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City takes WSF’s $2 million deal
The City Council decided to take $2 million and cut itself out of a muddy legal dispute over the land in the Washington State Ferry Maintenance Facility in Eagle Harbor.
Councilors Barry Peters, Bob Scales, Bill Knobloch and Kim Brackett voted for the cash settlement instead of the offer to lease the 0.9-acre west of the maintenance yard.
The decision is shackled with over 30 years of history, legal settlements, and months of negotiation to resolve a 15-year-old memorandum of agreement (MOA) between the city and WSF.
By taking the money, the city is agreeing to waive any rights to the land, which lease proponents had sought to be used as a boat haulout facility. The money doesn’t have to be used for a water-based project, though a plan to upgrade the city’s dock off Waterfront Park was the only proposal for the money made public during negotiations.
The agreement will “resolve all actual and potential claims between the City and WSDOT arising in any way out of the MOA and a 1975 Declaration of Covenants ... in lieu of WSDOT performing the project activities referenced WSDOT will transmit two million dollars to the city.”
The 1974 Shoreline Hearing Board decision declared a covenant that the land will be used for marine industrial use, intended for a community accessible boatyard. The MOA reflected that both WSDOT and the city understood the strong desire within the local community for a private or commercial site like a boatyard.
Councilor Debbi Lester said she was shocked to see the 1974 language in the agreement since WSF Assistant Secretary David Moseley had repeatedly stated the offer was to settle the 1995 MOA only.
“All along WSF didn’t acknowledge the 1974 decision and then it shows up in the contract,” said Lester. “You should know what you are giving up and that wasn’t what we were intending to give up. I didn’t want to be bought out, but I was only one of three council members.”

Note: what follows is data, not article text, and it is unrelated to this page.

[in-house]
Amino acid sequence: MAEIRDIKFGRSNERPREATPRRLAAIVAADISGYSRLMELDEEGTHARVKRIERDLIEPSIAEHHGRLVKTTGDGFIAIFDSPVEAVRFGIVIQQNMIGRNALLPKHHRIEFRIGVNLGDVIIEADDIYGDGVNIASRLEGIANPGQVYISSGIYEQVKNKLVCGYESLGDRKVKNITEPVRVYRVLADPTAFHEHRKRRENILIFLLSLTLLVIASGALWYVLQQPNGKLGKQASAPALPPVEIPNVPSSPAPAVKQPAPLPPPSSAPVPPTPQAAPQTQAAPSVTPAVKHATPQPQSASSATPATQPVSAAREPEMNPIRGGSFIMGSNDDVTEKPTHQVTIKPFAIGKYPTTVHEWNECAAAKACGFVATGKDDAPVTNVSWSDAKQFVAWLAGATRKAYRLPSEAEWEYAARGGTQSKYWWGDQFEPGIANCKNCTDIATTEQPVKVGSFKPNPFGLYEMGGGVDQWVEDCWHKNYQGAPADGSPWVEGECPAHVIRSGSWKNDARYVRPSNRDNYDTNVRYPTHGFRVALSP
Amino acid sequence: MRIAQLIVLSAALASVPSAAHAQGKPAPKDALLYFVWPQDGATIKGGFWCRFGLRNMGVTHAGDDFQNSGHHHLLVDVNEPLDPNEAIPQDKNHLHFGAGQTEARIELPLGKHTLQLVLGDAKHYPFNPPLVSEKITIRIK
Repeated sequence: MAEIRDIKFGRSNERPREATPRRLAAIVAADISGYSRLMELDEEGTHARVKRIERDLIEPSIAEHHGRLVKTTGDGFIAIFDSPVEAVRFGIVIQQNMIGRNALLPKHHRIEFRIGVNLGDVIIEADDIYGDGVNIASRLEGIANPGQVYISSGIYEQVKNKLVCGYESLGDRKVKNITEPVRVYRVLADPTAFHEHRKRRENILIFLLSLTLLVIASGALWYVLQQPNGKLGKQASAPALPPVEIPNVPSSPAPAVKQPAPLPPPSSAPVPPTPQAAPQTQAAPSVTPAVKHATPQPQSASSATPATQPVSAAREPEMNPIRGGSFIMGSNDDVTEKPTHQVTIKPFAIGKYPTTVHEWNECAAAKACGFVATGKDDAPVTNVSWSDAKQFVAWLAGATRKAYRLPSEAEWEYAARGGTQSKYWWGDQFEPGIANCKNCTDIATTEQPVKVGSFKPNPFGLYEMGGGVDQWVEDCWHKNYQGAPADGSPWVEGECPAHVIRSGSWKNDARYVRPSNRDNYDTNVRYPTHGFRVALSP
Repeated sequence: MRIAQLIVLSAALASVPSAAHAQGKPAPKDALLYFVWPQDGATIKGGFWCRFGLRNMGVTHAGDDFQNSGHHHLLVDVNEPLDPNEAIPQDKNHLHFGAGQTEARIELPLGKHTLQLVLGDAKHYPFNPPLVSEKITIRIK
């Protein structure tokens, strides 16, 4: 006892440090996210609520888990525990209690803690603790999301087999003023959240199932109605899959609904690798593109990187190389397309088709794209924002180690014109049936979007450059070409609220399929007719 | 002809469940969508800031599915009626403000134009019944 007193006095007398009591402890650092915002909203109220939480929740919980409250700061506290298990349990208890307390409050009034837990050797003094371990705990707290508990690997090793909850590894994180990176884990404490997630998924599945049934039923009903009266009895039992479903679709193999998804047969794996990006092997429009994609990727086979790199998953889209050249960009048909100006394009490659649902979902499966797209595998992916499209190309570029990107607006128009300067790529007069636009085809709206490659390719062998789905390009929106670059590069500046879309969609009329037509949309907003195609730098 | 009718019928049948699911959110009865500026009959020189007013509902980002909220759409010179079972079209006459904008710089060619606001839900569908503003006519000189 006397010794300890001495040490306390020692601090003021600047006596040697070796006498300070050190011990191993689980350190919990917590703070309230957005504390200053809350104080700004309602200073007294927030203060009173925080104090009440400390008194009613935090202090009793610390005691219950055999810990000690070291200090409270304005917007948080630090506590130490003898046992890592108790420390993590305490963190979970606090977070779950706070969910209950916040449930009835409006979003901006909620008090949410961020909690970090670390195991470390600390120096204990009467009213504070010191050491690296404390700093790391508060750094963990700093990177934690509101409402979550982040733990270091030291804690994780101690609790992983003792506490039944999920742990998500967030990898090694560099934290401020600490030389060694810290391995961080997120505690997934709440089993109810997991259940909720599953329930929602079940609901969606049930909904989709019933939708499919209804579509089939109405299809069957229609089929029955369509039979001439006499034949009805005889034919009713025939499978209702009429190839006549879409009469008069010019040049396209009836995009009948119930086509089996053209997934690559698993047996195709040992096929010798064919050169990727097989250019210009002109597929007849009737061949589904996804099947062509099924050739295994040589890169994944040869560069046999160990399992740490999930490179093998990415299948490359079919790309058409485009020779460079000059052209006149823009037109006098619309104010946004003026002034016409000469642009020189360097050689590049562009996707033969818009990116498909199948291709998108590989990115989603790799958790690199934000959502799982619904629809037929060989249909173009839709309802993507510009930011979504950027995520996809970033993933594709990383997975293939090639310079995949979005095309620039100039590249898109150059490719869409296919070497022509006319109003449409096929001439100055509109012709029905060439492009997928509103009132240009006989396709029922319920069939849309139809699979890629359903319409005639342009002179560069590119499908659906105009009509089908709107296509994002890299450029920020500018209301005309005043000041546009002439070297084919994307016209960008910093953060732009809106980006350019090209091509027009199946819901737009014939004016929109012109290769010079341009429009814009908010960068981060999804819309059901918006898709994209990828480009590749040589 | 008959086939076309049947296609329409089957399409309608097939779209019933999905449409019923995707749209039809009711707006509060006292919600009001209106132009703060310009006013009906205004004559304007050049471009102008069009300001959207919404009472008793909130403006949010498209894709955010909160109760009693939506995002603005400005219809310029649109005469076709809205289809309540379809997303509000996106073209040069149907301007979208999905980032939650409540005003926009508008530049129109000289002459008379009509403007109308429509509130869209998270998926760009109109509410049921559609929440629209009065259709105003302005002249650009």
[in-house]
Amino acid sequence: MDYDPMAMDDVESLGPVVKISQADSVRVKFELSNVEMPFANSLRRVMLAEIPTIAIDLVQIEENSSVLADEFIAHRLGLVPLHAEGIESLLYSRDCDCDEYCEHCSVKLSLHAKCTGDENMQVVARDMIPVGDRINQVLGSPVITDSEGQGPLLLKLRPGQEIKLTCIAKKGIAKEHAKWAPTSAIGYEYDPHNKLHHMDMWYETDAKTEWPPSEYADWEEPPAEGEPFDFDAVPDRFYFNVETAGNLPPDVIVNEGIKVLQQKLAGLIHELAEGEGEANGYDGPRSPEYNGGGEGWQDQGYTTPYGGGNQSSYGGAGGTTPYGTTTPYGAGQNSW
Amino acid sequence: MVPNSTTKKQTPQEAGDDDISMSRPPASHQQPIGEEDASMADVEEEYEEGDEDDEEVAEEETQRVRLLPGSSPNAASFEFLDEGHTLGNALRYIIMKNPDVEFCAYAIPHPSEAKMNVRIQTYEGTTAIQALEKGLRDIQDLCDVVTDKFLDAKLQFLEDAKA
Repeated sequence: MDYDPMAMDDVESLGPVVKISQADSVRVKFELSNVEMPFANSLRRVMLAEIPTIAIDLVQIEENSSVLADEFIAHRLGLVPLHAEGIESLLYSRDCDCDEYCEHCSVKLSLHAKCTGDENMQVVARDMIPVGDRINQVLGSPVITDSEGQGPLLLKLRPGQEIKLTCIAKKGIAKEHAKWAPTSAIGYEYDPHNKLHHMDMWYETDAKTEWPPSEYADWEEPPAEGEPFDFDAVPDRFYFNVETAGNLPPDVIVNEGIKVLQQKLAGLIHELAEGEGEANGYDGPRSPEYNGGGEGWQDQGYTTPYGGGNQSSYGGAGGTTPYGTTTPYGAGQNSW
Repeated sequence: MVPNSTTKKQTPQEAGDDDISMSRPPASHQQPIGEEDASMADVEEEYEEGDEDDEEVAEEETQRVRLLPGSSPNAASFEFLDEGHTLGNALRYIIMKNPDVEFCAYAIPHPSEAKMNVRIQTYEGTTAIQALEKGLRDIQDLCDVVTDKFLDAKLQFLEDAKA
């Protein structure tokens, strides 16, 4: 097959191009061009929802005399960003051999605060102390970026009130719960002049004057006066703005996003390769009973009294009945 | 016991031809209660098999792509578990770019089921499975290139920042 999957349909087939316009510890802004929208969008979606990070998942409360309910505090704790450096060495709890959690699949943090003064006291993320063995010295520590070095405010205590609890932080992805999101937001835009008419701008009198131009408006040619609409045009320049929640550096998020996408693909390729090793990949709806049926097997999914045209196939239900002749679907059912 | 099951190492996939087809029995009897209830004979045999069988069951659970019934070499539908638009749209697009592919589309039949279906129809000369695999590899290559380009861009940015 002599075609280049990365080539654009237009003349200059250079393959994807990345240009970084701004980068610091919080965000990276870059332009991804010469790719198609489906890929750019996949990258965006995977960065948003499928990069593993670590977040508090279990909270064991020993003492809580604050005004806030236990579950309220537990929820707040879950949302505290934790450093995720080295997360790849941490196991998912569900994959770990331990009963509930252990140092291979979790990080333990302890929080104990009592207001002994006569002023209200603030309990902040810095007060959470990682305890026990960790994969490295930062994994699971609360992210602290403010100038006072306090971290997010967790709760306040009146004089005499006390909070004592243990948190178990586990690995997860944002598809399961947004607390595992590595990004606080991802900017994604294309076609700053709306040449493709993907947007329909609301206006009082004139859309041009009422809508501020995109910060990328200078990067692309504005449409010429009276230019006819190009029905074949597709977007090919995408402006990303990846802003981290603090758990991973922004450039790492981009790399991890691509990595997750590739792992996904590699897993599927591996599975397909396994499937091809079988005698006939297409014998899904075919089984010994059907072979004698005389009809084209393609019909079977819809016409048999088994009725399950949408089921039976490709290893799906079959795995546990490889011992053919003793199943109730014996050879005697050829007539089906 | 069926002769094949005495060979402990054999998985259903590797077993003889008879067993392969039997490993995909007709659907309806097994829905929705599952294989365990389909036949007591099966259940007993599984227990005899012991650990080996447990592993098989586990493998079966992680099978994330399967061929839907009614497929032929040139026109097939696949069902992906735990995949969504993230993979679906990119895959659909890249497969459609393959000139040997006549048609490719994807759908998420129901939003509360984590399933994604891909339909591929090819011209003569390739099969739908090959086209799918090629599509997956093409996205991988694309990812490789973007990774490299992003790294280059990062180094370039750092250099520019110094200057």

She said that the council didn’t see the agreement document until a few hours before Wednesday’s meeting. Her concern was that the public wasn’t able to review the document before it became part of the decision, which threatens transparency.
Elise Wright, a representative of the group (Bainbridge Island Concerned Citizens) that fought for the 1974 covenant, said she was frustrated the council took a vote to give up rights that belong to the community.
“My concern is that WSF can go back to the Shoreline Hearing Board to rescind the covenant, since the City of Bainbridge Island expressed it has no more interest in a boatyard,” said Wright. “In spite of all of the public comment and input, the city is representing itself as saying a boatyard is not what this city wants.”
BICC has sought legal advice from an attorney, Wright said, but has not made a decision on taking action to enforce the 1974 covenants.
She said it would be unfair to ask BICC to step up after all these years, and wished the city would have stood up for the covenants that are still pertinent.
Councilors Hilary Franz and Kirsten Hytopoulos decided the most equitable decision was to choose neither the cash nor land.
“I think the appropriate decision is to do neither because this is an outstanding wound for the community,” said Hytopoulos. “On behalf of the community, my question is whether the $2 million can actually settle that issue for the community.”
Scales said he wasn’t willing to put the city at risk of leasing to a private operator, and thought the money is a greater benefit than doing nothing.
Knobloch felt the site carried too many risks and the city should use the money as a capital asset for the benefit of the community – not to be placed in the general fund.
Peters has long been an advocate to use the $2 million for a community benefit, and felt the footprint provided by WSF isn’t feasible for a boatyard.